Doctors are using AI to communicate with greater empathy and to better balance clinical advice with compassion. They’re even using it to help them better deliver bad medical news. Doctors can use AI to translate complex jargon and concepts into a message that’s easy to understand. Used with an empathy angle, AI can really help in patient engagement.
Patients want to know that AI is used as a complement and not as a replacement for the clinician they have a relationship with.
I think of AI for patient engagement in 3 different ways. There’s AI that’s strictly behind the scenes, such as algorithms used to deploy predefined messages to promote preventative care. There’s AI that’s directly interacting with consumers, such as chatbots. And then there’s that middle ground where AI is actively assisting the clinician, such as in simplifying explanations of diagnoses or suggesting messages that the clinician can validate and then send.
In each of these areas, the human decision-maker is still the architect of the communications. As such, ensuring the technology is thoughtfully deployed to align with how they’re doing their work is essential to realizing true value.
Tom: How can healthcare leaders mitigate risks (such as saying the wrong thing or proactively communicating to patients for whom the outreach is inappropriate) and avoid stepping on landmines that are unequivocally strewn across the field?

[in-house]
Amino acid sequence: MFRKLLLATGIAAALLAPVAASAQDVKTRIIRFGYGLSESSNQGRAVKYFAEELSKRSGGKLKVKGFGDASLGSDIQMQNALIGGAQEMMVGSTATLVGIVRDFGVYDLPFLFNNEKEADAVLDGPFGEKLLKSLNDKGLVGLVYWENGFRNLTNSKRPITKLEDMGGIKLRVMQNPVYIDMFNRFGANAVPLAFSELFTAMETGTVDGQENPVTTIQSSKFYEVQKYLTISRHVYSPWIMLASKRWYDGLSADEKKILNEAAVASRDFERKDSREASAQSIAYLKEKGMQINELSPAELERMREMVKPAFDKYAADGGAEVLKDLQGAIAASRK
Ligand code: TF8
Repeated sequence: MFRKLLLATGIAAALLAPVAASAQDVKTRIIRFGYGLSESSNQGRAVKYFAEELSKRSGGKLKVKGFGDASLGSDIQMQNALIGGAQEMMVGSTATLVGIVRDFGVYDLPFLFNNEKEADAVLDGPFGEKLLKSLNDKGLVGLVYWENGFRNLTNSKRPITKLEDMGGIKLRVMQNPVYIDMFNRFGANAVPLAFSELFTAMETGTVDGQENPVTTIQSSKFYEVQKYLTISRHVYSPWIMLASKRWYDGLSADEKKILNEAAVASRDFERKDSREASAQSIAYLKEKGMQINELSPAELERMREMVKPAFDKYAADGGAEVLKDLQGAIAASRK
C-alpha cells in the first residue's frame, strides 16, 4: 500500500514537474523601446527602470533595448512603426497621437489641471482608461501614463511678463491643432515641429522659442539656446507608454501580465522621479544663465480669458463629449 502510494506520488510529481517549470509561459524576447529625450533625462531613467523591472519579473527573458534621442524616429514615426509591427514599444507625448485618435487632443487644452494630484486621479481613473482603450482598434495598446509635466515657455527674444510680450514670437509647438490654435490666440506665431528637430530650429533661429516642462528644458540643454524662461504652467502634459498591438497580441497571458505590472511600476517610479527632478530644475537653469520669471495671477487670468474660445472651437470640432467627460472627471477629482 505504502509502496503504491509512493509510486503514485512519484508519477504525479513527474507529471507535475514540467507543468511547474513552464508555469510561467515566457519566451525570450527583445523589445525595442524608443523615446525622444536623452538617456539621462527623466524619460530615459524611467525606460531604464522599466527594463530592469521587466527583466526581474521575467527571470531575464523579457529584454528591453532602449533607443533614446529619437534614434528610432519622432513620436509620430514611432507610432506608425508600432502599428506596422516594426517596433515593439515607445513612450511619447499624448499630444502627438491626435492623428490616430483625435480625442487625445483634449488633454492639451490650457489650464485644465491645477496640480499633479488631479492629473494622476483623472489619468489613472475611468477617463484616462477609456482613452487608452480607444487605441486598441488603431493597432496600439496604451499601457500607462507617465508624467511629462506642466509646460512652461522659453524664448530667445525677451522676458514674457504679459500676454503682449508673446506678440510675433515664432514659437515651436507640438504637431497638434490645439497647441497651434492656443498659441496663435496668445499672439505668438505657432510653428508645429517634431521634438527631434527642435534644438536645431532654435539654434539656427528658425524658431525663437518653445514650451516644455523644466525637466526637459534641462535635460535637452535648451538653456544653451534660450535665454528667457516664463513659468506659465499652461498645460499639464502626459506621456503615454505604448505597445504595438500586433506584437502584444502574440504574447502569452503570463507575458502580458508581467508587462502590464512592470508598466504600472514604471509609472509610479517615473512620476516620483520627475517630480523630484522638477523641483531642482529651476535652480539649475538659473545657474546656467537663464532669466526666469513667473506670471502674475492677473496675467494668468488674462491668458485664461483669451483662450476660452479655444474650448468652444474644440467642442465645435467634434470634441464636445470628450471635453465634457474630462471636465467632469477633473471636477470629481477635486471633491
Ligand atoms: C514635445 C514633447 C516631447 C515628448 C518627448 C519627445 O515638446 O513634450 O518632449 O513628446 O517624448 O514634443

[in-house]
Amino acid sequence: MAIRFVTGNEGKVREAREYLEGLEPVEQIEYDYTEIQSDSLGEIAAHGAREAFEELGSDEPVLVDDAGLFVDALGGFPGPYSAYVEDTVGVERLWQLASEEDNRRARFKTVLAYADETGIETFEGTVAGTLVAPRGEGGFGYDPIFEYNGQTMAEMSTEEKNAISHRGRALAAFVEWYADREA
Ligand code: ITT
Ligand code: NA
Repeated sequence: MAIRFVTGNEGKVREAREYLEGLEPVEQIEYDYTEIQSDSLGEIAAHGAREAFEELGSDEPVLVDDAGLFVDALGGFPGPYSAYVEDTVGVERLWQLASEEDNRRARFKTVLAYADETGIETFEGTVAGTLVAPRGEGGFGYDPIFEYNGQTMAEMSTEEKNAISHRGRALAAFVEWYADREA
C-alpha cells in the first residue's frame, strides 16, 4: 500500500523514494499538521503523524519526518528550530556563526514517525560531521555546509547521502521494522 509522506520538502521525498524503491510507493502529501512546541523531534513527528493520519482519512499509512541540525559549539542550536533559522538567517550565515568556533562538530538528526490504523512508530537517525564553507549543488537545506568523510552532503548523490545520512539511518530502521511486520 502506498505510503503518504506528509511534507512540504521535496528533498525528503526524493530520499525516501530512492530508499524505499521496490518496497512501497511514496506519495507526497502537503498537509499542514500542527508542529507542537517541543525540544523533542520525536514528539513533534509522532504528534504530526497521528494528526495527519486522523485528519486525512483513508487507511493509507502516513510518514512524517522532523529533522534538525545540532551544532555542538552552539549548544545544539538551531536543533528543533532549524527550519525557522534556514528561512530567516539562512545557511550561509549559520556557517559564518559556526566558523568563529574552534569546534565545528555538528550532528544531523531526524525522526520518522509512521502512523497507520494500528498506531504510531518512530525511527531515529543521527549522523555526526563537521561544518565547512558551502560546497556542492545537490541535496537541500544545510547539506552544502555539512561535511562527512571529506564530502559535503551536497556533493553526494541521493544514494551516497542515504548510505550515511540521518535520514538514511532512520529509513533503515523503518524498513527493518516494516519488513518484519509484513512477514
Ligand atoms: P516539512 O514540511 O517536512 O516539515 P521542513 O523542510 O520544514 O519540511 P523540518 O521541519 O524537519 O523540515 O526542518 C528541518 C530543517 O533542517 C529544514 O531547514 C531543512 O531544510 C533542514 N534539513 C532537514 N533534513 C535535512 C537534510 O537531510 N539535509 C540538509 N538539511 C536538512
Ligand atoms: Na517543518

First off, the potential risks do span the field—from data privacy and security issues, to built-in or amplified bias, to missed diagnoses and errors. Organizations also need a process in place to constantly evaluate and refine algorithms and associated data to ensure they keep them up to date. With an over-reliance on AI, human error inserted into that technology could quickly turn the organization sideways.
That said, when AI is used with the appropriate guardrails and governance, you can cultivate patient trust with transparency and reassurance, and increase staff productivity. Remind patients that AI is already in use in ways that people often don’t consider as AI (such as scheduling, appointment reminders, and medication management). Assure them that AI doesn’t mean their doctor will be a robot next week. AI is a complementary mechanism (such as double-checking diagnoses and imaging reports, almost like a second opinion), and their human care team will still be primary.